Authored by Zishan Razzaq

Thursday, August 23, 2012

How to check code coverage for a NON Developer on Salesforce.com

Hi everyone:
Scenario:
As a Project Manager/Program Coordinator or BA of a company, you do not have the skill set of checking if code meets coverage for salesforce.com best practices or the company's policy on code coverage. Sometimes you must rely on the developer's word on test coverage for Apex Trigger/Controller or Visualforce page.
But it is your responsibility to make sure that test coverage is met, no matter what.

Solution:
Now Salesforce best practices on test classes is always 100% or 95%.
Now salesforce passing grade is 75% but it reccommends 100% or 95% and above.
How does one check to make sure its is meeting your standards or even salesforce standards.

  1. When a developer is showing you a trigger/Apex Controller/VisualForce Page and how it is working, as a Non Developer always asked May I see the test class for this trigger or Apex Controller.
  2. Tips for Non Developer:
    1. If the developer wrote a trigger then the Test Controller must be in a separate class.
    2. The test controller can be in a global class that houses all trigger test scenarios all in one.
    3. If the developer wrote a Apex Controller with a Visual force page then the test controller can be in the same class as the Apex Controller.
    4. The test controller can be in a global class or a separate class as well.
  3. I will show you a couple of scenarios here:
    1. I wrote a Apex Controller that does something and then within the same class i wrote the test scenario. As a Non Developer ask the following:
      1. Is this a Apex Controller?
        1. If yes, please show me the Apex Controller.
        2. Once the developer goes to that screen (not in edit mode) Look for "Run test" button, this means the test controller was written inside the same class.
        3.   
        4. Once you see that ask the developer to click on that button to show you test coverage.
        5. Once the developer does, it will bring up all triggers/controllers everything in your instance but your main concern is the apex controller that he/she is showing you at that time. Look for the name of the Apex Controller.
        6. In this case it is "AccountProcessor"
        7. You can see by the screenshot it is at 100%.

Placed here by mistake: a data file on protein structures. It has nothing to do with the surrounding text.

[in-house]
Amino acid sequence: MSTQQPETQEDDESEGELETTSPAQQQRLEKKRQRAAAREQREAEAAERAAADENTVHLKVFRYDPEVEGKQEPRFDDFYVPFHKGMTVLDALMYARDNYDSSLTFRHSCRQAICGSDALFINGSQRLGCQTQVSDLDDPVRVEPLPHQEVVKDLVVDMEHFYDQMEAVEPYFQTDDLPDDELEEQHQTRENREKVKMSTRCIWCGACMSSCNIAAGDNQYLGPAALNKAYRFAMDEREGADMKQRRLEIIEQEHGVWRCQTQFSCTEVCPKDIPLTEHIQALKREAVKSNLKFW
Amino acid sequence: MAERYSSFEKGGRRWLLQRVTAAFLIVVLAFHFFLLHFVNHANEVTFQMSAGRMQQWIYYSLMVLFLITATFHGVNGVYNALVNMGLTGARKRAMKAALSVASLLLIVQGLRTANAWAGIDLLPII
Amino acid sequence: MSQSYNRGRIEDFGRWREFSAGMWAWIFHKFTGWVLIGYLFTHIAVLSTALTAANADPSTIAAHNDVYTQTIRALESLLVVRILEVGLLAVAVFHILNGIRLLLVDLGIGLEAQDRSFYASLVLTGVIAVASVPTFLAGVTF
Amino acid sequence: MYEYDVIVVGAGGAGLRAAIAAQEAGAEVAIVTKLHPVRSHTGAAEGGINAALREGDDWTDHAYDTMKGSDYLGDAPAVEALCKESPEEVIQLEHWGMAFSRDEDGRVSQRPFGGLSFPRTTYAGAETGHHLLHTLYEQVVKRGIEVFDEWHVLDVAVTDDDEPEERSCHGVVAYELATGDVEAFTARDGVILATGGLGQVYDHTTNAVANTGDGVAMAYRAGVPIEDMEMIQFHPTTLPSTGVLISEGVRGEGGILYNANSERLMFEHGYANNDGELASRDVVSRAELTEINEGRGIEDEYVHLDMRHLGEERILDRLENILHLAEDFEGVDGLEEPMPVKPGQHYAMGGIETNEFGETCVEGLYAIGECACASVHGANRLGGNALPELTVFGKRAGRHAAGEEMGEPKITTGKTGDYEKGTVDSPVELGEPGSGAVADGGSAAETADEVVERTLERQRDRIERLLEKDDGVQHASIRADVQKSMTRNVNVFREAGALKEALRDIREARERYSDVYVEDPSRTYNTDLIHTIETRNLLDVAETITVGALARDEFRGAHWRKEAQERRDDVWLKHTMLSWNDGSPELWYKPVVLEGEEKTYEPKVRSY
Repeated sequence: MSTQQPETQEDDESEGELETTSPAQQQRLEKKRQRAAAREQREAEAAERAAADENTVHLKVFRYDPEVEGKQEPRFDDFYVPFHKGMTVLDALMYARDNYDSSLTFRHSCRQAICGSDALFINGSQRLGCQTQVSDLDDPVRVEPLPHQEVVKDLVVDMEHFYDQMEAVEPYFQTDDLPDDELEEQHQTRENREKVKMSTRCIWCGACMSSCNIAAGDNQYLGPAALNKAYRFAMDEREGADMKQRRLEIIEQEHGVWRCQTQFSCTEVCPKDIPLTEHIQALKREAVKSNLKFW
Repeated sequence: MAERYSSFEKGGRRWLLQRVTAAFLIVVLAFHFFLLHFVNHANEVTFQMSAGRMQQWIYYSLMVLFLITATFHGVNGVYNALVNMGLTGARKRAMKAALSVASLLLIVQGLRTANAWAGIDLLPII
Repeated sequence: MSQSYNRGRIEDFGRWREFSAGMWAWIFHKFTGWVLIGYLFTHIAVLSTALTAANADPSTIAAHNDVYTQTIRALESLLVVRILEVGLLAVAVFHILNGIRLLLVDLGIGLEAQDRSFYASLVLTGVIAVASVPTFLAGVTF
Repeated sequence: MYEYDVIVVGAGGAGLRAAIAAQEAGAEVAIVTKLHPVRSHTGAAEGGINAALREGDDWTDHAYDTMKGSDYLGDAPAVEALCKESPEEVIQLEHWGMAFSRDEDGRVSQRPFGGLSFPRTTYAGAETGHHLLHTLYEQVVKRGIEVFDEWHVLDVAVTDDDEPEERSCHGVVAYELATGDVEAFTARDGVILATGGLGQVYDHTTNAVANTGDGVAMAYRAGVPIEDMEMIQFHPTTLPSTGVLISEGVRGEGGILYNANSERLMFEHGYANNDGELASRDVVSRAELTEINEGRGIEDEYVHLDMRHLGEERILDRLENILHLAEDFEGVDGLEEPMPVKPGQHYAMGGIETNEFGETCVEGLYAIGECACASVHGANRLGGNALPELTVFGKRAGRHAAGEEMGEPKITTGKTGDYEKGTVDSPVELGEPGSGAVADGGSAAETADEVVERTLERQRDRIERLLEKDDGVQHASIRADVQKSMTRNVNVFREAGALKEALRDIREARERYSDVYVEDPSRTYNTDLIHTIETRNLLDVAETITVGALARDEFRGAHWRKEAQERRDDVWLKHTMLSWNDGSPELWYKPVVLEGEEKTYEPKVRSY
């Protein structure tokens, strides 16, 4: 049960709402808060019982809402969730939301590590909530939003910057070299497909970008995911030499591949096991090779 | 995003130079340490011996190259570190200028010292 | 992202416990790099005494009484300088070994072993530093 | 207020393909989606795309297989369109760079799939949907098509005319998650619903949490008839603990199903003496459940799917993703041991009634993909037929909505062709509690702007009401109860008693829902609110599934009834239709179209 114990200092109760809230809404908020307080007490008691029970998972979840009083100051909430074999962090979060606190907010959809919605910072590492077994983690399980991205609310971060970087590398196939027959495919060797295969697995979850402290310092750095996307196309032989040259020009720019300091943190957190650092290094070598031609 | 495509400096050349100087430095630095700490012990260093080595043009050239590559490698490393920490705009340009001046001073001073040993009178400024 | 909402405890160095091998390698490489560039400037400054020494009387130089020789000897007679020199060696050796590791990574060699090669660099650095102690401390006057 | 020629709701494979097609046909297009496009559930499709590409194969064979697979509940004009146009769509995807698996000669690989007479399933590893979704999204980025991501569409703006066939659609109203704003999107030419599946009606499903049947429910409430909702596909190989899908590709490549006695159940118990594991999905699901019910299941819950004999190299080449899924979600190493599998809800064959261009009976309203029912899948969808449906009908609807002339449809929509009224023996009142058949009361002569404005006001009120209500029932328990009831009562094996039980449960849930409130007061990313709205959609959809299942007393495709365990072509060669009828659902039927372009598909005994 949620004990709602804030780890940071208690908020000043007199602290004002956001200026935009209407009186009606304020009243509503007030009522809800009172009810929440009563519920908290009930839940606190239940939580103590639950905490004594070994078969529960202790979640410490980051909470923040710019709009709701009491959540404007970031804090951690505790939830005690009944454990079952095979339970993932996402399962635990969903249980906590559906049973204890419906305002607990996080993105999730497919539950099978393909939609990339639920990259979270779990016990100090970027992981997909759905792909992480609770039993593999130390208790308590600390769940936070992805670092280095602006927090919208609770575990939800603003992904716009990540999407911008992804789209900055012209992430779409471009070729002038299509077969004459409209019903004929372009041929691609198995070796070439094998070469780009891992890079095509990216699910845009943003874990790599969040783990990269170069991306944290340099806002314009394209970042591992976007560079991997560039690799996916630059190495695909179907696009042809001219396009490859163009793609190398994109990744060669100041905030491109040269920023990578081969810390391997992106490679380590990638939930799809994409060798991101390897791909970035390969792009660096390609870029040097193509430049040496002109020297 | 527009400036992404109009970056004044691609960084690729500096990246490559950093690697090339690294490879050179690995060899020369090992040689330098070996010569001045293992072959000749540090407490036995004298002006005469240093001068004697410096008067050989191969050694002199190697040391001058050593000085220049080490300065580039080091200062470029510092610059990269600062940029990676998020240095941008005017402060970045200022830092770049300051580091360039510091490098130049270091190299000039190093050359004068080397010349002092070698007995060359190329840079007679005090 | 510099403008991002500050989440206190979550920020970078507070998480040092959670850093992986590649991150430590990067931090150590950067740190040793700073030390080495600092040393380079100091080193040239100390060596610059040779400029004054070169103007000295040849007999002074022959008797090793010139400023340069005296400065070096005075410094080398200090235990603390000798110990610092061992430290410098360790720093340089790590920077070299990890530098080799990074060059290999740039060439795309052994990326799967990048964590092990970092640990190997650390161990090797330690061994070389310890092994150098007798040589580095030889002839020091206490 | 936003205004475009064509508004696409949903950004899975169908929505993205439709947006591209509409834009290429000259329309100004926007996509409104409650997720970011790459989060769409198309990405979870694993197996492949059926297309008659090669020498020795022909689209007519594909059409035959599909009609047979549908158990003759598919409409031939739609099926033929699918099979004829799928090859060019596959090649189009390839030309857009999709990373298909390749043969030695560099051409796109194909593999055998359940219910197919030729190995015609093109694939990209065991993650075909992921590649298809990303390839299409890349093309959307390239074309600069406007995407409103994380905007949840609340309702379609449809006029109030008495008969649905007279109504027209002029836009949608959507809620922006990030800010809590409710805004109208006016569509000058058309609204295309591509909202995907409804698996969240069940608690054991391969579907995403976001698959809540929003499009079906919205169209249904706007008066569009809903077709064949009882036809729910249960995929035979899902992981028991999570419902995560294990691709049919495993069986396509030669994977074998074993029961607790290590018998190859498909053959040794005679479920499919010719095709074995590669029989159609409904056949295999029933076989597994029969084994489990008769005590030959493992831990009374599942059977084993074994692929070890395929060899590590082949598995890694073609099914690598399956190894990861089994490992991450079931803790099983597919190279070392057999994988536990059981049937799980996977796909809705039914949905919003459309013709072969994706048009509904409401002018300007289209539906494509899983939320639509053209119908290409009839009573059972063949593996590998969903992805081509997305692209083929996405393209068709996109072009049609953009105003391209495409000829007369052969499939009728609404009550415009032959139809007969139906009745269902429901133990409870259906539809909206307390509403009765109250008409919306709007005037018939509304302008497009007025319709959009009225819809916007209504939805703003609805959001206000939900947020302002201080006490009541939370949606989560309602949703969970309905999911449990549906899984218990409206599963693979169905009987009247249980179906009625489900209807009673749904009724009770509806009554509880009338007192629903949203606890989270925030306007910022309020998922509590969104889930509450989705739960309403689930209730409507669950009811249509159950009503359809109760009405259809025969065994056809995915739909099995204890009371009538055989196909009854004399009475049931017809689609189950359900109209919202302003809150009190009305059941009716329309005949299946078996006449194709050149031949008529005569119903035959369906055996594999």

9. Now lets say it was at 0% or 60% when the developer ran it, how can you as a  non developer check what is the developer lacking in his test coverage.
10. I made changes and now I will show you the test class ran and it is at 0% meaning nothing is covered by the controller. So maybe the developer did not do a test class or he/she is not done with test class, and from my previous company that is not the Definition of Done (DOD), it would be back to the drawing board for this person.
11. You as the Non Developer should ask the developer to click on the 0 link as you see in the screenshot:
12. Once he/she clicks on it then it pops open a box and tells you as the developer or non developer in colors red being not covered and blue being covered.
Since my Controller class and test coverage was in the same class, it shows from the main class where the developer showing the functionality of what needs to be presented and in red it shows what have i missed.

This is one of many ways to test out for NON coders or developers of how to ask for test coverage.
Just a few tips:
Test coverage within a Apex Controller always starts with:
"public static testmethod void testControllerName(){" in the above example it is "
public static testmethod void testProcessAccount(){"
 
or if it is in a separate class that it 
would start with the following:

"@isTest(SeeAllData=true)
publicclass TestDataAccessClass {

    // This test accesses an existing account.  
    
    // It also creates and accesses a new test account. 
    
    static testmethod void myTestMethod1() {"
Always check for Run Test on classes. They only appear on 
Apex Classes not on Triggers.
For Triggers the developer must write a 
separate class for test coverage.
 
Thank you

I hope this helped.

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